Fish are important indicators of water quality and part of the natural wildlife in Ennerdale. Ennerdale is home to a number of species of fish including salmon, trout, brook lamprey, eel, stickle back and Arctic charr.
Ennerdale Water is home to England’s only migratory population of Arctic charr. These beautiful fish are one of the rarest species of fish in Britain and are confined to the coldest deepest lakes in the Lake District and Scotland.
Ennerdale is also home to Brook Lamprey, a primitive jaw less fish resembling an eel. To lay their eggs they create sand beds by clearing areas of the stream bed of larger gravel using their mouths as suckers.
Fish spawn (lay their eggs) round the lakeshore gravels and in streams in October and November each year. Very little fish spawning occurs in the River Liza because it is so dynamic and violent constantly moving gavels and its course
Where to see
Fish can be seen in the Ennerdale lake, The River Liza and in many of the streams around the valley. Good places to look for fish are from bridges that cross over rivers and streams.
In autumn you may see a Redd , a raised mound of gravel, where a salmon or trout has laid its eggs and covered them with gravel.
Restoring Natural Rivers
Removing a concrete pip bridge restored fish access to 5km of spawning river and restored gravel deposition to arctic char spawning grounds seeing the numbers of spawning char rise from a handful to over 500 in 3 years..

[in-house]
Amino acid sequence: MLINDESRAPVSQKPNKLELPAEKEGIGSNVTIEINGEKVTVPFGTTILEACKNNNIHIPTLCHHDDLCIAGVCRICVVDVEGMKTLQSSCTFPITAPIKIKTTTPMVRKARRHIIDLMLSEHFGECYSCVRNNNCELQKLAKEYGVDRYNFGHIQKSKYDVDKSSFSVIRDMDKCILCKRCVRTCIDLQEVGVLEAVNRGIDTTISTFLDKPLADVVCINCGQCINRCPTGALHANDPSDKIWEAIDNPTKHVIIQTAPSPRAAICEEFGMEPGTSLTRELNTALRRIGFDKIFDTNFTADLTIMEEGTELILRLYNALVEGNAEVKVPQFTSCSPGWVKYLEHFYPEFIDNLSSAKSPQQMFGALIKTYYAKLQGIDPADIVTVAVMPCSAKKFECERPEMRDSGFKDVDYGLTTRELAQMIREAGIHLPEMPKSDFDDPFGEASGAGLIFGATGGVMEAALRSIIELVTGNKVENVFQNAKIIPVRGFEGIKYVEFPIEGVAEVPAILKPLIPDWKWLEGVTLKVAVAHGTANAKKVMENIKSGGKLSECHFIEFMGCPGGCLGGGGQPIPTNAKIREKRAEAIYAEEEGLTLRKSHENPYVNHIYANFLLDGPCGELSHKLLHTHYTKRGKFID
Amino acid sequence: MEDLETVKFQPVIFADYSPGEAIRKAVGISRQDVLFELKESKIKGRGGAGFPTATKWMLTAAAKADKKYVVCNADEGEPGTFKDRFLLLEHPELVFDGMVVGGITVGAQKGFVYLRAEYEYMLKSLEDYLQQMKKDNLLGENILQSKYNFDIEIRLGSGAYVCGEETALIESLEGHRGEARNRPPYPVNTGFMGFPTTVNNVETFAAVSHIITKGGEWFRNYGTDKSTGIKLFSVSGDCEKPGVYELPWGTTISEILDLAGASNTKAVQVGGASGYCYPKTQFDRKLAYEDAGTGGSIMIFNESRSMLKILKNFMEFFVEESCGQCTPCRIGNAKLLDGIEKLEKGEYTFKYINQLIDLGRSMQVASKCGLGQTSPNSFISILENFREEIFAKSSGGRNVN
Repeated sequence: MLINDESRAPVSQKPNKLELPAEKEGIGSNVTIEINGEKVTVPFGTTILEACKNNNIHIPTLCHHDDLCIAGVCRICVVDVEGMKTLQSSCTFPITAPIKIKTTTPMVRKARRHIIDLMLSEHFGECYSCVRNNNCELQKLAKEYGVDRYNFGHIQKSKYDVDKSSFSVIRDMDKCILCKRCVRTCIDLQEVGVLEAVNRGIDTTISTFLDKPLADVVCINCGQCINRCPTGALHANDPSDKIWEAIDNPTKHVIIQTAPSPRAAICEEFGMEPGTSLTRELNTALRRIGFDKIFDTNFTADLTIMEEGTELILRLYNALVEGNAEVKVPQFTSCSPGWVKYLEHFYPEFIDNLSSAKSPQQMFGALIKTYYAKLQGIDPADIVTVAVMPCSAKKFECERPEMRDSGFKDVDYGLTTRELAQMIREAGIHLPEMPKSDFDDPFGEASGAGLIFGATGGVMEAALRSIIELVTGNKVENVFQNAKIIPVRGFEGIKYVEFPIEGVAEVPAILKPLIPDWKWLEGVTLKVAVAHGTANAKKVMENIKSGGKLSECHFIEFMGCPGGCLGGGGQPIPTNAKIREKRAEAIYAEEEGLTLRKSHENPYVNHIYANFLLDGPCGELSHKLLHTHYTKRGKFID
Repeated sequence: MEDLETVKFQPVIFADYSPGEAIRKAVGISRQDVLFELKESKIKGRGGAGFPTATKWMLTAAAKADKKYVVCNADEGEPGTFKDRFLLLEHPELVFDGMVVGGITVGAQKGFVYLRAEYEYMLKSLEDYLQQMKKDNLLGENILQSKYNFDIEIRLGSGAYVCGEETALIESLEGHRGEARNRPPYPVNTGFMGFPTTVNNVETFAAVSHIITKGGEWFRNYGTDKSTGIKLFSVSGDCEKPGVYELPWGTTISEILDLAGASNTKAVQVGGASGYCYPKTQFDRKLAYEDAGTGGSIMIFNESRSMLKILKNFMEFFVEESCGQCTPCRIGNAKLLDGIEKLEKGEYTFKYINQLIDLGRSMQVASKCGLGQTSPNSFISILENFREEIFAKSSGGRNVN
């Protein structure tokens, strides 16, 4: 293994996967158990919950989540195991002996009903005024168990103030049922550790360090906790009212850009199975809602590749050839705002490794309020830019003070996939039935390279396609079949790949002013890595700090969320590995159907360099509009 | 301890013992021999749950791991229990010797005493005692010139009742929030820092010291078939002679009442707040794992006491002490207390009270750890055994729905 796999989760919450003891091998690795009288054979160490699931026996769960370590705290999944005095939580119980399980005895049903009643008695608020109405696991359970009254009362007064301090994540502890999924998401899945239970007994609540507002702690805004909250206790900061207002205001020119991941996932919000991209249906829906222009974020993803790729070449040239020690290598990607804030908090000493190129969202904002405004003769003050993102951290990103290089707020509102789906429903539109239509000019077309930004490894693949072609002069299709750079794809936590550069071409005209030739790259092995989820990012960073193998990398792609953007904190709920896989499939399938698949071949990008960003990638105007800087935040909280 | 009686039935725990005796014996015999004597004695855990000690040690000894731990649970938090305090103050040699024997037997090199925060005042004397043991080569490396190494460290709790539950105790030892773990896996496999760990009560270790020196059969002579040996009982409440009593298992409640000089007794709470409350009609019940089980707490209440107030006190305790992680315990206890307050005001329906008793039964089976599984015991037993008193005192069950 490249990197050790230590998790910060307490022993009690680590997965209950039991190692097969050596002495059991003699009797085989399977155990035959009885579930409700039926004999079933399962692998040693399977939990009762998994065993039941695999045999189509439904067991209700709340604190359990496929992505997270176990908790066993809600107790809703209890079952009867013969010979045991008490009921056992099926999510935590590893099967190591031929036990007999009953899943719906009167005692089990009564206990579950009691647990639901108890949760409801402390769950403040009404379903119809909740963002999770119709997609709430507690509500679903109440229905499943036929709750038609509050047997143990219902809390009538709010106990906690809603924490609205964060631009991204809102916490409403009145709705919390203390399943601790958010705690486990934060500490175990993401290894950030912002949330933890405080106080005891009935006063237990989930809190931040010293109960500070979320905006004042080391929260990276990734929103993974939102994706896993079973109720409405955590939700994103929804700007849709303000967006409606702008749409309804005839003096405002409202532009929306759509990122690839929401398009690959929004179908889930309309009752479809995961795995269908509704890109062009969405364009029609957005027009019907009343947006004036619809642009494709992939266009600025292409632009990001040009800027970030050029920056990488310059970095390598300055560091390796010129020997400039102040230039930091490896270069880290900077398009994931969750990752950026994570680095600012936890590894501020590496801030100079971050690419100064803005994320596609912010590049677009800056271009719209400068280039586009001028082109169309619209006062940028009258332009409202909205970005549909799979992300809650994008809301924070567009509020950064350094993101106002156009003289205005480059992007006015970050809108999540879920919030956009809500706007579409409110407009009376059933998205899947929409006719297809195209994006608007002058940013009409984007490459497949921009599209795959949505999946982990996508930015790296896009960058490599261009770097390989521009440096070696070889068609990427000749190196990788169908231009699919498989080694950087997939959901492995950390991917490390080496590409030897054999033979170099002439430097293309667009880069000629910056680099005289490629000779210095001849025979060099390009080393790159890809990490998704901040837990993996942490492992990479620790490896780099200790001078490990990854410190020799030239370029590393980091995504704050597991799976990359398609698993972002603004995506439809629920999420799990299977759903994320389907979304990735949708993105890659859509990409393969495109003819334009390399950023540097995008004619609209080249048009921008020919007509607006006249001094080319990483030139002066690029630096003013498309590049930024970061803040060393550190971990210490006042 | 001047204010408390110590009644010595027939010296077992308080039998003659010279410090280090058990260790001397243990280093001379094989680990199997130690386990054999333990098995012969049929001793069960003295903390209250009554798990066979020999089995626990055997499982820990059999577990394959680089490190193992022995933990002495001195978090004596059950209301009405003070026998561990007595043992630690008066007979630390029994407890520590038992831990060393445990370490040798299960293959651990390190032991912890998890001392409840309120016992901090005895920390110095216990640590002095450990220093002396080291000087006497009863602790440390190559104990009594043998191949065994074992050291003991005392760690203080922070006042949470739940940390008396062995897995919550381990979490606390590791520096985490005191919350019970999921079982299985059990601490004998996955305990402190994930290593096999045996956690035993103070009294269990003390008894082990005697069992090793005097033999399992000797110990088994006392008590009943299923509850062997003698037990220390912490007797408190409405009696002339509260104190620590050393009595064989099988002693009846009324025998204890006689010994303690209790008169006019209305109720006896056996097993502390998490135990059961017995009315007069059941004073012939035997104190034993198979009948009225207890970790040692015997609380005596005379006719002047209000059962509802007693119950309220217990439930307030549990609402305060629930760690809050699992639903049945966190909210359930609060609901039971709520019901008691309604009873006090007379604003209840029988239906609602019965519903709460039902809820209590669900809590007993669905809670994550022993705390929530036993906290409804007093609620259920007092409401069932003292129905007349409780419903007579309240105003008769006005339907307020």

Improving aquatic habitats
We have been working with the Environment Agency for over 10 years to improve the valleys aquatic habitats. This has focused on three areas:-
Removing obstacles to fish spawning. Since 1999 we have replaced two concrete pipe bridges with new bridges which have been designed to allow fish to swim upstream and gravel to be transported downstream to spawning grounds. Recent fish monitoring has found salmon and trout along sections of river upstream of these obstacles where previously none were found.
Removing Conifers along river corridors to allow a more dappled habitat to develop with more native species and reduce the instances of high PH events which can kill fish. These high PH events are caused by conifer needles which store acidic pollutants from the atmosphere, being washed into watercourses during high rainfall events. Water quality monitoring has shown that high PH events have significantly reduced over the last 15 years as we have progressively removed conifers.
Restoring the Arctic Charr
From 2005 to 2013 each Autumn around 5,000 eggs were harvested from migrating Arctic Charr and taken to a hatchery below Kielder water in Northumberland. The fish are returned unharmed to the River Liza. The eggs hatch over the winter and fry (young fish) are released back into Ennerdale Water in the spring. This project has been very successful with spawning Arctic Charr numbers increasing from a handful in the late 1990’s to around 500 in Autumn 2013. In addition to the fish rearing part of the project the Wild Ennerdale partners, with support from Honister Mine, funded the replacement of a concrete pipe bridge over Woundel Beck. The new single span timber bridge provides better access for people but also restores natural gravel movement down onto the Arctic Charr spawning grounds and opens up 5km of new spawning grounds, upstream of the old bridge , for salmon and trout.
The project continues today in a monitoring phase. Read more in our joint article with the Environment Agency Rewilding and Giving Artic Charr a Hand.